Thinking global, living local: Voices in a globalized world

Ecuador: the morally respectable woman

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Women in a "March of the hookers" done in Costa Rica,  in August the 13th, 2011, jjust like the one made in Ecuador in 2012.  Photo taken by MadriCR on Wikimedia Commons. CC BY-SA 3.0

Women on the “March of the Hookers” in Costa Rica, August 13th, 2011, similar to the one in Ecuador in 2012. Photo taken by MadriCR on Wikimedia Commons. CC BY-SA 3.0

On February the 20th, 2013, a group of young men murdered 20 year old Karina del Pozo, after a party. She was a model for events and fairs, and as many people said, specially on social networks, her line of work was an unmistakable sign of her not taking a morally respectable path. The  same people read her work as an indication that she was involved in prostitution and leading a “bad life” which exposed her to a high risk of death.

Mired in prejudice, people associate modeling with ideas of a sexuality that challenge the moral standards of the country.

The statements made by the suspects to the public prosecutor make such prejudice glaringly obvious: “This is how you kill a little whore”, is what one of those said who allegedly strangled her and smashed her head with a rock until she died. Even more shocking was the fact that she knew the men who killed her, they were not strangers. Public opinion believes that such a case is a classic instance of what can happen when women don’t take care of themselves but take the “wrong path” leading them into danger.

Comments on social networks included such points as “she didn’t take care of her… you find all kinds of things in the streets”, “Can you expect anything good of a woman that goes to a place to drink alcohol and take drugs?”, “This happened to her because she hung out with drunken men” or “Select your friends more carefully, don’t make the same mistake as Karina del Pozo”.

Add to this the recent TV spot of the government’s campaign to reduce alcohol consumption, and the scenary doesn’t change, because this take on the role of women is so strong that it can’t be discarded, not even by the state. In the spot, a girl in a miniskirt and a top with a deep clevage is having fun in a disco. She drinks a lot of alcohol and dances with a lot of men, some reject her, some come on to her. Later she stumbles to the bathroom where she throws up while other women look on in disgust. When she leaves the disco, heavily drunk and alone, she gets into a car with two men who tell her they’ll take her wherever she wants to go.

The campagne is clear in its message as it tries to address the dangers of exaggerated alcohol consumption, but it also contains another subtext: alcohol consumption makes women become “loose” and turns them into objects of social censure. Also, alcohol makes them easy sexual prey in a country (according to 2012 figures from the Ministery of the Interior) where one in four women has been a victim of sexual violence and where 53.9 percent of women have experienced psychological violence.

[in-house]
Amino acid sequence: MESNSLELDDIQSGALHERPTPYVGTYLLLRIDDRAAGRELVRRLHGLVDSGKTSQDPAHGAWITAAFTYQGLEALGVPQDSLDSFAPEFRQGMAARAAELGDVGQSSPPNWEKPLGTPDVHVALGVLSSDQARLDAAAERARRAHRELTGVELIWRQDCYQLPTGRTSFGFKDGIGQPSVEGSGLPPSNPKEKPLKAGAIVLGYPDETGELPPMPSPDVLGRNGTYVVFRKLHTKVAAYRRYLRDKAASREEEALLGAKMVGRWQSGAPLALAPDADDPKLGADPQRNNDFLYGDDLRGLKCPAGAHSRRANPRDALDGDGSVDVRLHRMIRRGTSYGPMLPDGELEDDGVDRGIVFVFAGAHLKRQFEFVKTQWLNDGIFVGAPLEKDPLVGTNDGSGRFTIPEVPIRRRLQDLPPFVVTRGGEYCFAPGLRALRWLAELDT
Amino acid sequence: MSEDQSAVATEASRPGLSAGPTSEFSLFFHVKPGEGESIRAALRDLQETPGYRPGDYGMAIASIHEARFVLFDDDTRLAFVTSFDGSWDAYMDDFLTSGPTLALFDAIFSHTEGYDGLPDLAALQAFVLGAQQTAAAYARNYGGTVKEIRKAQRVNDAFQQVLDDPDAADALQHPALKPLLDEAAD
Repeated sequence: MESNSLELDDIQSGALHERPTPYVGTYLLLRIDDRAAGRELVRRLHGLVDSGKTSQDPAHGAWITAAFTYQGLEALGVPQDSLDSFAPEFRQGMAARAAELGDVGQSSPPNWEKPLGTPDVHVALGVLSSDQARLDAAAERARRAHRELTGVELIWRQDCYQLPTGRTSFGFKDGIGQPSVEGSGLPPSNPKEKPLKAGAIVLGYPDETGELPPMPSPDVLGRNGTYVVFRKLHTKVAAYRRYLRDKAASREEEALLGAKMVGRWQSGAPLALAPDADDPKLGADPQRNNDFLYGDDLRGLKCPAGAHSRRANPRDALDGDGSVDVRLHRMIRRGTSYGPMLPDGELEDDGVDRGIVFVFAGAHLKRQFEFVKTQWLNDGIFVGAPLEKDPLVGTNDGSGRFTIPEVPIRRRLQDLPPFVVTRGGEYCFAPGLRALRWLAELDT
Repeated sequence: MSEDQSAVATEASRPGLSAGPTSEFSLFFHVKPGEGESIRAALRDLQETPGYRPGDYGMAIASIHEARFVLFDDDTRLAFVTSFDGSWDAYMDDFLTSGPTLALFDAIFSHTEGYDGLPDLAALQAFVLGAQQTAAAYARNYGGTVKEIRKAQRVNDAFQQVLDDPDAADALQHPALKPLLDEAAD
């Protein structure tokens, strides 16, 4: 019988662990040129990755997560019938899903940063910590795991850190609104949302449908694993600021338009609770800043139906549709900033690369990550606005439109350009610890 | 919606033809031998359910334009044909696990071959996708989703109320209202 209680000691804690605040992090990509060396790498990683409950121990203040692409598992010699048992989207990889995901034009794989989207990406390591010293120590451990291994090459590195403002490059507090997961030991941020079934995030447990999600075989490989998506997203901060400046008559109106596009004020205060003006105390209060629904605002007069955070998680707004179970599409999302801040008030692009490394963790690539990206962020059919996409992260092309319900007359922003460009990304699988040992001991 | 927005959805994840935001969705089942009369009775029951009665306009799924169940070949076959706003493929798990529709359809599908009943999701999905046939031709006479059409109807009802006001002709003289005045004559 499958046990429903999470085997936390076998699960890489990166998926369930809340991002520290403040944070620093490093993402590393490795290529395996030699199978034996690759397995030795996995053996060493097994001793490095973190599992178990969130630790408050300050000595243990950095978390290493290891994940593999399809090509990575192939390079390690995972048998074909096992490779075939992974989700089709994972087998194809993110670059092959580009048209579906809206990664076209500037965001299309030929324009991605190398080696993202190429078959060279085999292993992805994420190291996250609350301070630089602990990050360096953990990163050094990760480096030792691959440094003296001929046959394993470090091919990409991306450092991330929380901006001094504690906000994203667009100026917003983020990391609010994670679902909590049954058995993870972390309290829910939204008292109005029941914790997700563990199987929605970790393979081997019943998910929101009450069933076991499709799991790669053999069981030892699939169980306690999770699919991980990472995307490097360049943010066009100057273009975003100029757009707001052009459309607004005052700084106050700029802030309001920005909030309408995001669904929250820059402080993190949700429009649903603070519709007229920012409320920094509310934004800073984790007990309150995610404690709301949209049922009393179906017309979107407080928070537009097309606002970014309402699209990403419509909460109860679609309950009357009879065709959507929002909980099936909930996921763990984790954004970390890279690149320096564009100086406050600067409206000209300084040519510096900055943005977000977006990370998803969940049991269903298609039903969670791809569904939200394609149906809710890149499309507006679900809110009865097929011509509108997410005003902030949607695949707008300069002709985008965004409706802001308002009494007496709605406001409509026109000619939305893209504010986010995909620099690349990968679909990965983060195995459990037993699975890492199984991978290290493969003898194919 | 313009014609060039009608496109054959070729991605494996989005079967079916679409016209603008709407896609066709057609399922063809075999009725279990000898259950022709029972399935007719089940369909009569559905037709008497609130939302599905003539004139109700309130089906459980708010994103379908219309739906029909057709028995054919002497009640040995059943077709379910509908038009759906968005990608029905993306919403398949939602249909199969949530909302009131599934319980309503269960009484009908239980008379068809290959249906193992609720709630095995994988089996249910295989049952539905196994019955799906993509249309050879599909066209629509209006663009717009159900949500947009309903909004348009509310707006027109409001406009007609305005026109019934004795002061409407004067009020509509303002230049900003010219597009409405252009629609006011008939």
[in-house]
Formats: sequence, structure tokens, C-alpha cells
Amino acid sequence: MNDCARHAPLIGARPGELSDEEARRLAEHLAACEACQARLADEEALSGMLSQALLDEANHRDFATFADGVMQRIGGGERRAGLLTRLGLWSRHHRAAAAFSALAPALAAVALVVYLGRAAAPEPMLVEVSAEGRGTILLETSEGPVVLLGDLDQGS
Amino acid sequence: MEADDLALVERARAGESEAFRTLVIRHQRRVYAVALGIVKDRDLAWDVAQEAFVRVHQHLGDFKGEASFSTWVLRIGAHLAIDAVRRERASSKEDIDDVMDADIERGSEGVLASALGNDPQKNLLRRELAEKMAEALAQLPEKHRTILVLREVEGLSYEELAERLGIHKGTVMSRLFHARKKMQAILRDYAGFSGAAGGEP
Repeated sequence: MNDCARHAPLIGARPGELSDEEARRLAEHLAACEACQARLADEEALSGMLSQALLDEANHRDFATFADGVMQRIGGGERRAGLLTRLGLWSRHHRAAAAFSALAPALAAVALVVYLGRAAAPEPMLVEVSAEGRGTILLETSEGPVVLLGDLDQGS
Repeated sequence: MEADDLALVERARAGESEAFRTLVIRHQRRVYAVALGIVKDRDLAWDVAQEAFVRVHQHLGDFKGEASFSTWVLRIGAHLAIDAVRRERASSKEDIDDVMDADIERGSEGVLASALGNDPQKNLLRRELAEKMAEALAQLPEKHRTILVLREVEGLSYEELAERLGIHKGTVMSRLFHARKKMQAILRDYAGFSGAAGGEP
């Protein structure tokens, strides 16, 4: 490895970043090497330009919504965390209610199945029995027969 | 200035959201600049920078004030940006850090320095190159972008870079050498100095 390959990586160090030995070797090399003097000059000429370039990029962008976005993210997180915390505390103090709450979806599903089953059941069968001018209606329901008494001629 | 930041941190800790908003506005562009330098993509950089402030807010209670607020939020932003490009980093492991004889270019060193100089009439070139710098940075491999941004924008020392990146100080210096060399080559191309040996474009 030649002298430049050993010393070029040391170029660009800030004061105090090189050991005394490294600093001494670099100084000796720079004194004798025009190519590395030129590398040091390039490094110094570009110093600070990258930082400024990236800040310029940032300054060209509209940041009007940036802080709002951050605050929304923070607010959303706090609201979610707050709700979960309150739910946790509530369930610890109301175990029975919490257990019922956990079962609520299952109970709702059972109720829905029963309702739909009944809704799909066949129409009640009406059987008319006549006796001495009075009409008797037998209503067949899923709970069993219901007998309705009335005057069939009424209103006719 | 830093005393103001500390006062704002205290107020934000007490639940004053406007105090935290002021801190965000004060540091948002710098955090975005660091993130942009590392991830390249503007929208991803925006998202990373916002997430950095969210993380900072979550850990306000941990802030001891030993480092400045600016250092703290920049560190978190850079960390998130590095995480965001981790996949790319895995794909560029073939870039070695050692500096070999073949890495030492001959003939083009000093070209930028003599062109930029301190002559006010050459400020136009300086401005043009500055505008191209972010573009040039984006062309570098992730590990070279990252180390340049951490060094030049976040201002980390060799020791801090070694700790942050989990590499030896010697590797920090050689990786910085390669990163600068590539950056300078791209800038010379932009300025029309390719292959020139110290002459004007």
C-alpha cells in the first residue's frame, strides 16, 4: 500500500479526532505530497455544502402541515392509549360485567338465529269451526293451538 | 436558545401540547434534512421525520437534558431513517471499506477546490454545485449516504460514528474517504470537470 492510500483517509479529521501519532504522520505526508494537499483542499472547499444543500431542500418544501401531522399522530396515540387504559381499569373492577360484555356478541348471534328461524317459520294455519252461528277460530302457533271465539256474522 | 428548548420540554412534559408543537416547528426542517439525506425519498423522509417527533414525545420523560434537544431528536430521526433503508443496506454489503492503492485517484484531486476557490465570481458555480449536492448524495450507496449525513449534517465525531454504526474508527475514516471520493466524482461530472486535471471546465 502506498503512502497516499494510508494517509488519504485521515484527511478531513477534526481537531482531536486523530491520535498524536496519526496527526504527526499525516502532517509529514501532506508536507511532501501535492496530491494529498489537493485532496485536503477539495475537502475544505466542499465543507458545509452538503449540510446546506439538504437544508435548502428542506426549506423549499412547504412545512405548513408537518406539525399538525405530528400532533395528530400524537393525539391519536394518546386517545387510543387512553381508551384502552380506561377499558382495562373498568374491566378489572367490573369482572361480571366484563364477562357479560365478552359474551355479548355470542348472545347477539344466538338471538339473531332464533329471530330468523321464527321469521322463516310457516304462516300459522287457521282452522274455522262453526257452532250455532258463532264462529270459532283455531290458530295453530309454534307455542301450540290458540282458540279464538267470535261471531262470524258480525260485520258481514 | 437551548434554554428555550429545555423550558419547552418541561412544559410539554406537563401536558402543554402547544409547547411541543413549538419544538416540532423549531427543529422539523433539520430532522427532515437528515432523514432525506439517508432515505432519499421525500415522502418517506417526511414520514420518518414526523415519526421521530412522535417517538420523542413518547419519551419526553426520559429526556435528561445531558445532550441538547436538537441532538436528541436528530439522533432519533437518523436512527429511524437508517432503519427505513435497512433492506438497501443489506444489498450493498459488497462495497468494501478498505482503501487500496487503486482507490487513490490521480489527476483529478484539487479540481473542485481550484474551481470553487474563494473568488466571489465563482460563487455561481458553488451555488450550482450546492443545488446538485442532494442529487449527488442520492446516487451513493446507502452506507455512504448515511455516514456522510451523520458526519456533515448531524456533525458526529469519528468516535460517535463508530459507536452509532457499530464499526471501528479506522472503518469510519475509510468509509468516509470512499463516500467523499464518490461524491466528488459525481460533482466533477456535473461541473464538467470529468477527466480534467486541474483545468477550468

There is a deep and pervasive culture of violence and contempt towards women in Ecuador, yet it is a taboo subject that is never discussed because it is not seen as an issue but as a totally normal situation: women must fulfill a certain role, and those who don’t fit the moral standard of what’s acceptable do not deserve any respect. In the midst of all their achievements in terms of their increasing participation in the labor market and society, violent treatment of women and a strictly sexist attitudes to them are still fixed norms in the country.

Of little relevance here is data like that from the World Bank in 2010 which showed that 54% of women in Ecuador were among the most economically active population, and that this ratio was on the rise. When it comes to the day to day reality, such figures pale: the facts show that deeply rooted moralistic views of women have hardly changed at all.

The conditions in which they work expose prostitutes directly to such violence. Prostitution is rife in Ecuador and yet there are very few public spaces to talk about this reality without entering in the morality game. It’s an activity with a lot of physical risk (that could end up in the woman’s death) and with a big economic risk, because in many cases they don’t get paid. To work with sex is something that societies don’t tolerate and try to keep on the margins.

Discrimination comes with the job where women become directly marginalized and looked down on. Why? Because whether out of necessity or desire (this is not the place to go into the motivation) they decide to step out of the imposed roles of what’s acceptable, and such a move always comes with a price tag. Such attitudes to prostitution are an extension of the puritan attitude to sex. “I’ve been alone in life. I’m alone and I think I’ll end up alone”, says Rubí, a 39 year old  sex worker tellingly told 30 Minutos Plus, a local TV show.

According to figures from ONU Women, there are about 40,000 women in Ecuador working as prostitutes and registered as “sex workers” with the public health service. It is believed that 4,000 of them alone work in Quito, the capital.

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EduardoVarasC Twitter: @eduardovarcarEduardo

Writer, journalist and musician from Ecuador, in South America